The sound of french fries sizzling in scalding hot oil while the scent emanating from the fryer hangs heavy in the kitchen of a small, triangular building in North Long Beach where Mr. Fries Man employees—all clad in black—pile mounds of meat, cheese and sauces on a bed of deep-fried potatoes.
The franchise restaurant that serves up gourmet fries on Artesia Boulevard in North Long Beach is a family affair, owned and operated by Deonta Douglas, 31, his mom Yolanda Cooper, his surrogate brothers Joron, 25, and Devin Green, 31, and Carlton Capiti, 30, and their mother Nichole Reaves.
“It’s been going well,” Douglas said, noting that previous tenants of the building only lasted months, including the most recent occupant, Tiki’n Lei Hawaiian Kitchen. “But I believe we’ll be here for years and years to come.”
The Mr. Fries Man menu is both basic and anything but. The business sells french fries handfuls at a time. But what goes on top of those fries sets it apart. Protein toppings include the standard chicken—grilled or fried—and steak but also the more opulent shrimp and crab options.
“We wanted to bring the community … the gourmet stuff,” Douglas said. “You can’t go anywhere and just get crab or steak as a topping.”
Sweet, hot, sweet and spicy, creamy and tangy, creamy, creamy and spicy, sweet and tangy, sweet and spicy—the sauce combinations at Mr. Fries Man are seemingly endless. The restaurant features nine sauces, including classics such as barbecue, ranch and Buffalo as well as a mango habanero, honey garlic, lemon garlic and jalapeño ranch. The menu also includes the enigmatic sweet and tangy “Hello” and sweet and spicy “Smack” sauces.
Douglas’s favorite plate is the chicken and shrimp with both lemon garlic and Buffalo sauce. The customer favorite, meanwhile, is the crab and shrimp plate with lemon garlic sauce, he said.
The owners are from Los Angeles but gravitated toward Long Beach when they began searching for a location to open their restaurant, Douglas said. They were not focused on any particular part of the city, having looked in other neighborhoods such as the Traffic Circle area, but ultimately decided the price was right in North Long Beach.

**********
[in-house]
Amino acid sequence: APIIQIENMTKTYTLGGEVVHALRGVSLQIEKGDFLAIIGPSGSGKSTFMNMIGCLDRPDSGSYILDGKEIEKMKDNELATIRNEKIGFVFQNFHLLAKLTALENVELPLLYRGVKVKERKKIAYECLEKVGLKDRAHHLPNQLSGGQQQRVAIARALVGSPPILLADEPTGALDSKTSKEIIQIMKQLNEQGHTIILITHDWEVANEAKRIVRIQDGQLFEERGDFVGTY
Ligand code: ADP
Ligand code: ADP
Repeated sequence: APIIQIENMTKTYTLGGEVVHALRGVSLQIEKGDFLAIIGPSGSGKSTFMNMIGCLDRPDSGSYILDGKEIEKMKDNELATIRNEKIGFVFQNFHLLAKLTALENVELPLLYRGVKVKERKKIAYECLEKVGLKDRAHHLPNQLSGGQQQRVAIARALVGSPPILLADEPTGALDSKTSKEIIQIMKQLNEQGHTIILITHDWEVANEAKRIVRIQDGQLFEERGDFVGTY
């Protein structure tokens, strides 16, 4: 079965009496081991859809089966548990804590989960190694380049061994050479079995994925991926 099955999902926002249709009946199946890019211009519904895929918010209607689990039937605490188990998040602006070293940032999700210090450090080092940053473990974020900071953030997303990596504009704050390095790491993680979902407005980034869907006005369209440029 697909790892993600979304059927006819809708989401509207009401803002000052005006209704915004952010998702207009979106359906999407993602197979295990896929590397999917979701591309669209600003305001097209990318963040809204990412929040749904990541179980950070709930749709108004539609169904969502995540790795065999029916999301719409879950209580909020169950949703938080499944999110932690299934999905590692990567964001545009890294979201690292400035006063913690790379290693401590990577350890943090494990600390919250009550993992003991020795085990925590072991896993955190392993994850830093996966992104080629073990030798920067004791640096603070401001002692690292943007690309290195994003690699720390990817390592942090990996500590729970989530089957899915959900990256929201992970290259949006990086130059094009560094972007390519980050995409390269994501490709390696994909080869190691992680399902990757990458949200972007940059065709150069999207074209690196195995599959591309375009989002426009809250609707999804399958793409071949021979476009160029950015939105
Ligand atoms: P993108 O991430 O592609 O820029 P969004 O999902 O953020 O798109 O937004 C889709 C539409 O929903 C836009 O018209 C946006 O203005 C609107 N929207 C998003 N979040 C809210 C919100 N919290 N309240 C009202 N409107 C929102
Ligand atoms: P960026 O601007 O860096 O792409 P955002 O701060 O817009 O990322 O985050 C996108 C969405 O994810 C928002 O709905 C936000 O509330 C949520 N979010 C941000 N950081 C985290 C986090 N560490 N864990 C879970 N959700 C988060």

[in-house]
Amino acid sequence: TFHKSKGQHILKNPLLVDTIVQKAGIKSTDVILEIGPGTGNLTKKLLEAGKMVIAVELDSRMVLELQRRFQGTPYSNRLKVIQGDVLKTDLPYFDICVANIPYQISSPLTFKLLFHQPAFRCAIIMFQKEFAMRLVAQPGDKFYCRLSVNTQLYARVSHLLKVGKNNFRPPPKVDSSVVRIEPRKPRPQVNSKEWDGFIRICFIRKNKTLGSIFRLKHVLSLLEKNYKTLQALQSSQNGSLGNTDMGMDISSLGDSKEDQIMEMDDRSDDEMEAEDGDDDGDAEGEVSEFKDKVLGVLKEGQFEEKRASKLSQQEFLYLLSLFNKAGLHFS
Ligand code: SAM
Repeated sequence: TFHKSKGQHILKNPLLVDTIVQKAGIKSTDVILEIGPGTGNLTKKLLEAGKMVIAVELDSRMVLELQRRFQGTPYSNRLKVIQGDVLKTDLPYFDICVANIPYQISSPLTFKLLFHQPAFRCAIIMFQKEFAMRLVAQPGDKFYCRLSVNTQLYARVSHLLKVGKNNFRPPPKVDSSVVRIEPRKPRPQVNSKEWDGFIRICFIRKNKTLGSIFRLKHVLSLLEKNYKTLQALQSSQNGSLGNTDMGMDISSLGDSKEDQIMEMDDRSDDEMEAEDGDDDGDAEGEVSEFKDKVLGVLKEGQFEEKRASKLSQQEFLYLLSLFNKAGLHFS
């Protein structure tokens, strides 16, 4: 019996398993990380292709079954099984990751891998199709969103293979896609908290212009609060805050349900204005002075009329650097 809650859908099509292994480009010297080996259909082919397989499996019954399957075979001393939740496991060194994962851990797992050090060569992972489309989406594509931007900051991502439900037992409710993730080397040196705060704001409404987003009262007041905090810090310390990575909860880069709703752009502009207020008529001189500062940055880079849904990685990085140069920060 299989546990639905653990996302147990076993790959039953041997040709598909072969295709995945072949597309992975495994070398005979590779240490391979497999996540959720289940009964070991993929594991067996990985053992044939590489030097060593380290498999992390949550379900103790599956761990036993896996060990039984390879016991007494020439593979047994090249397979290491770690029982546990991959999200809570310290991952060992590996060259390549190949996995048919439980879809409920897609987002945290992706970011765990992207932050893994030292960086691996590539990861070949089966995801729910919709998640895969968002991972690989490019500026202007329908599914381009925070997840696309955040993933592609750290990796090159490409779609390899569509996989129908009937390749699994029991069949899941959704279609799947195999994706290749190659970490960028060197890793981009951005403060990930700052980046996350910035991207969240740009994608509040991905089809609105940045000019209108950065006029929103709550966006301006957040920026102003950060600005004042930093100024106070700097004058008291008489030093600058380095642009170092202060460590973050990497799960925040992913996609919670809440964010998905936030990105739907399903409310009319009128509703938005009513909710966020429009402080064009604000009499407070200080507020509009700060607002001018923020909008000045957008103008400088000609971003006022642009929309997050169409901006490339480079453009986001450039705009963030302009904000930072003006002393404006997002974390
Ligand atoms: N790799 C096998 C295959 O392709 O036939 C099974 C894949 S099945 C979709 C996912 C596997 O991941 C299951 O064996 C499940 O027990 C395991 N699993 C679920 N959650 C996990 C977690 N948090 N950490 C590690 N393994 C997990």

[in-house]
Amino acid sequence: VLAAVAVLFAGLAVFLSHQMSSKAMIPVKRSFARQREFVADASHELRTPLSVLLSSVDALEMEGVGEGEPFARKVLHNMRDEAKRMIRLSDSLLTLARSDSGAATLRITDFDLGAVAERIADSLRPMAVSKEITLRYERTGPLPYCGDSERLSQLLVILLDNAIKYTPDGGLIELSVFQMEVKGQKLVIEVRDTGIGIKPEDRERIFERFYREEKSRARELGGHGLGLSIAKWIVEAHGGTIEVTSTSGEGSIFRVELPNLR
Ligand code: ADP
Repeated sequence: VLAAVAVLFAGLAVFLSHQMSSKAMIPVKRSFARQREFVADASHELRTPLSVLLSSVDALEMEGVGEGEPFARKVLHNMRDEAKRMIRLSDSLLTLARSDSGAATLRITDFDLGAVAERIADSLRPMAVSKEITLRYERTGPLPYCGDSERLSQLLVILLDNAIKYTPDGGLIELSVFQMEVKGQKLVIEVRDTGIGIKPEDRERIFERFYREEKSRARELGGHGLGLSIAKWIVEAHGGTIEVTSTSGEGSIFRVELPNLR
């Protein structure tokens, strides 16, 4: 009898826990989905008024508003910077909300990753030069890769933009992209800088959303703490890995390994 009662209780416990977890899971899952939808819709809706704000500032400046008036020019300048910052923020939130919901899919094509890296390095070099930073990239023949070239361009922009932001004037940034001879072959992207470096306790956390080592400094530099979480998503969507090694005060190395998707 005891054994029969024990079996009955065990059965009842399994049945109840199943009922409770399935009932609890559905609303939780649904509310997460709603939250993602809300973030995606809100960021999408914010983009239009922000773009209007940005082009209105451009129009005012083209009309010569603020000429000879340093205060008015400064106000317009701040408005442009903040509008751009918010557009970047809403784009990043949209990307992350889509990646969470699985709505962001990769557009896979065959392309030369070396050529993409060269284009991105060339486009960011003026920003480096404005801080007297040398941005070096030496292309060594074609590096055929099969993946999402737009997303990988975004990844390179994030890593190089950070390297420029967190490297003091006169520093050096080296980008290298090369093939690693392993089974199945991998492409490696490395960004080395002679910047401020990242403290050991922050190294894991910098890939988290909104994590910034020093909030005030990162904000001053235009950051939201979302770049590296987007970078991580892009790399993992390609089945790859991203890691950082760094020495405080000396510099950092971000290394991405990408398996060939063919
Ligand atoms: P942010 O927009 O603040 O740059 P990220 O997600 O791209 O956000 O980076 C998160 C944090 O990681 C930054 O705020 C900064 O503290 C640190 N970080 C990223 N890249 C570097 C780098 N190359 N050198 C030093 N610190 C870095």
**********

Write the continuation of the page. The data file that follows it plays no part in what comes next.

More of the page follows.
Though they did not seek out the area, Douglas said North Long Beach has been a great fit for the business and Mr. Fries Man has quickly established itself as having a community-focused mentality. When it comes to staff, Douglas said he hires from within the immediate community, even reaching out to nearby Jordan High School to offer students jobs.
“For the students, we show them the ropes,” Douglas said. “This is life—you get a job, you have bills to pay and this is how you go about it. We get them going in the workforce.”
The Mr. Fries Man team was out at the recent Jazz Festival at Houghton Park in North Long Beach, spreading the word about the restaurant, including its 10% student, military and first-responder discount, Douglas said.
“We’re trying to get a better attachment with the community,” he said. “We’re here to coexist. We’re part of the community.”
After riding a wave of success selling food out of their home kitchen, the original Mr. Fries Man was founded in Gardena by Craig Batiste and his wife Dorothy in February 2017. Three successful years later and the Batistes decided to franchise out their business concept. Since signing their first franchisee in June 2020, the couple has signed on dozens of locations, including the Long Beach shop.
Devin Green, who worked on the concept with Batiste in the early days, evolving it from nachos to fries, opened the USC shop before the family launched the Long Beach space, Douglas said. Now, the family is moving forward with opening an Arizona location, he added.
“We’re here so people can feel at home and comfortable, and be able to come and get some good eats,” Douglas said. “I see it working out. We love the people and the people love us, and it’s great being able to get closer to the community.”
Mr. Fries Man is located at 1009 E. Artesia Blvd.
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